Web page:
Mumbai Dairy: Sunday Shorts

The city — sliced, diced and served with a dash of sauce

In positive light
LAST Friday was day 85 of the ongoing strike by the Film and Television Institute of India (FTII) students and an almost cancelled screening of their works.

Representation pic
Representation pic

A selection of 10 shorts — comprising diploma submissions, class exercises and films on the strike — were initially meant to be screened at the Films Division (FD) in Mumbai. For reasons not on record but easy to conclude, FD cancelled the screening two days prior to the event. The FTII bred FD curators continued to support the students, some of whom belonged to the 2008 batch that is currently under the scanner. The screening finally took place at Bhupesh Gupta Bhavan, where, in 2004, Anand Patwardhan had organised a screening of politically sensitive documentaries rejected by a reputed city film festival. Surabhi Sharma, a curator, said, “We wanted to curate a programme that goes beyond the sloganeering. These are layered and nuanced movies and we want to value the space that
FTII is.”

This chef is on a roll
CHEF Rakesh Talwar, known for his motichoor cheesecake at Spare Kitchen (Juhu) and juicy pizzas at Playlist Pizzeria (Bandra) has opened many restaurants this year. Starting with two outlets of Wok This Way, along with Oh: cha, Curry Leaf and Café Cabano in Mumbai, he also opened two restaurants in Malaysia — Boomerang Bistro and Rolling Pin.

Rakesh Talwar with his food truck in Bengaluru
Rakesh Talwar with his food truck in Bengaluru

The latest addition to the list will be a food truck in Bengaluru. “I saw the truck and I knew I had to fulfill a 10-year-old dream. This one will be launched within two months. I will serve hand-made ice-cream, in flavours like salted caramel, banofie pie, and motichoor cheese cake.” For Mumbai food lovers, he plans to open Spare Kitchen and Playlist Pizzeria in Worli and Kemps Corner in the
coming months.

Going under the hammer
ALL eyes are on Hugo Weihe, who is preparing to steer his debut auction as Saffronart’s CEO. The seasoned auctioneer, who was formerly international director of Asian art at UK auction house, Christie’s, is the name behind some landmark sales, such as the one in 2013, when a VS Gaitonde became the highest fetching work by an Indian artist (R23.7 crore). Wielding the gavel should be second nature to Weihe, but he admits to thorough team rehearsals for the auction on September 10.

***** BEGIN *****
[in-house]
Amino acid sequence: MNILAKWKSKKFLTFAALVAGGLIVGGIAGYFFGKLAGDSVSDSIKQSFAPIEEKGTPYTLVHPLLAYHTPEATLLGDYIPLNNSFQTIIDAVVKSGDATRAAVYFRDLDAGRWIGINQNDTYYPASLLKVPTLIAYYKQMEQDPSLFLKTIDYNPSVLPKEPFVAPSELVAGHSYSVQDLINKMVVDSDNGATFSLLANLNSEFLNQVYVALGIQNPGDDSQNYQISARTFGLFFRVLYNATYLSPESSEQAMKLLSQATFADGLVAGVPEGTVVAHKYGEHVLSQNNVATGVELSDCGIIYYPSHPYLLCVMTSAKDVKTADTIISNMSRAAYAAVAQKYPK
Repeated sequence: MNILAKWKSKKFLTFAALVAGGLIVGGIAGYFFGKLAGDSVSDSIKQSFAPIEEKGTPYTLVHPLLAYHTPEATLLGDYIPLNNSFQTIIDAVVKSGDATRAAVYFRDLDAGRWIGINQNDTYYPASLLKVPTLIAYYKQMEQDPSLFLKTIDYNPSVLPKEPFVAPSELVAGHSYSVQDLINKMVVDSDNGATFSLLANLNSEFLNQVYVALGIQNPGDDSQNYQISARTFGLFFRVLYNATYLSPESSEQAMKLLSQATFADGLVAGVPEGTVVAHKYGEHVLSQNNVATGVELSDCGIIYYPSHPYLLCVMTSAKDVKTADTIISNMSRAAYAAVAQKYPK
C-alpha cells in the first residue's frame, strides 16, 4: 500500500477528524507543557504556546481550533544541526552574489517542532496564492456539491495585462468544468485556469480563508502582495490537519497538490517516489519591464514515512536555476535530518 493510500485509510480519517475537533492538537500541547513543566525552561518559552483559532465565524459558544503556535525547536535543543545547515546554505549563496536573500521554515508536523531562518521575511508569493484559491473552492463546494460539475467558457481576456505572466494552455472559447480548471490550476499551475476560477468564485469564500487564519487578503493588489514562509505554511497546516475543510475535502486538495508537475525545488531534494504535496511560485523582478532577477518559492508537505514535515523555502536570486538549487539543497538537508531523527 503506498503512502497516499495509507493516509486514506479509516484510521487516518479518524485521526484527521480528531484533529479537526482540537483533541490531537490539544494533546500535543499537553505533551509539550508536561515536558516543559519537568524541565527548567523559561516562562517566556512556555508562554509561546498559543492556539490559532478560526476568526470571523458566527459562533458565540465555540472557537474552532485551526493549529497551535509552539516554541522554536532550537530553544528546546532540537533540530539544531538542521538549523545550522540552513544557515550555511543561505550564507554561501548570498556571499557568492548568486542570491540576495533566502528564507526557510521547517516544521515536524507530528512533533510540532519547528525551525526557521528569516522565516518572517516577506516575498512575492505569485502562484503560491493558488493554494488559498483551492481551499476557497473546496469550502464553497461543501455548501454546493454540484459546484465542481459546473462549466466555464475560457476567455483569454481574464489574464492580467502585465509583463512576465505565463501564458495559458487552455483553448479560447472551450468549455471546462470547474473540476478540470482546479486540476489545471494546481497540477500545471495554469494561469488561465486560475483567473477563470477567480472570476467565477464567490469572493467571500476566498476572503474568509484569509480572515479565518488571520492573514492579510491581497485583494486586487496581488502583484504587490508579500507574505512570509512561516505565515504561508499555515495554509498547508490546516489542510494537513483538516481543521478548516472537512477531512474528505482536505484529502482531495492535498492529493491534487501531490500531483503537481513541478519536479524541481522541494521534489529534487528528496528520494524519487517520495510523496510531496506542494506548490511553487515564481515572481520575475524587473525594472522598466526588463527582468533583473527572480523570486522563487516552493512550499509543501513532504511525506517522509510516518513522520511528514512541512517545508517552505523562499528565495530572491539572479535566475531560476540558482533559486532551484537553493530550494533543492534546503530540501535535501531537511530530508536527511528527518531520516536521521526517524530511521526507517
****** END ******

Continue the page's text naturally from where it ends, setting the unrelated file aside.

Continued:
Hugo Weihe, CEO of Saffronart, with FN Souza's Man and Woman Laughing, estimated at R15 - 20 crores.
PIC//ATUL KAMBLE

Of the 75 works that will go under the hammer, buyers can speculate from a range of Bombay Progressives, and contemporaries such as Subodh Gupta, and Thukral and Tagra. Weihe’s attention, however, is on FN Souza’s Man and Woman Laughing (1957), estimated at R15 - 20 crores. This artwork brushes past MF Husain and Akbar Padamsee, to become the lead sale of the auction. “Look at Souza’s figures. These are wounded people, who are still laughing. Souza has not been given his fair share of recognition in the country,” says Weihe.

We’ll have to wait till Thursday to find out if Souza got his “fare” share.

He has moved South
HEY, wherezatt? The Sachin Tendulkar metallic sculpture by sculptor-artist Jaideep Mehrotra, installed at a traffic island near the Sasmira Institute in June last year, is conspicuous by its absence.

South

The visual tribute was an RPG Art Foundation initiative. Now, we hear, the work has moved to Marine Drive, diagonally opposite Marine Plaza hotel. Mehrotra confirms, “Yes, but it is under wraps because the place where it is to be installed is being beautified. I think they are also looking for a cricketer to inaugurate it.” Sumeet Chatterjee, head of Brand Communications, RPG group, says, “There are going to be two works on Sachin along the Marine Drive promenade, one is for Worli and another, new one. They will be inaugurated shortly.” Now, watch for Sach’s “impish smile” that Mehrotra said his work captured when zipping down Marine Drive. From wherezzat to howzzat!

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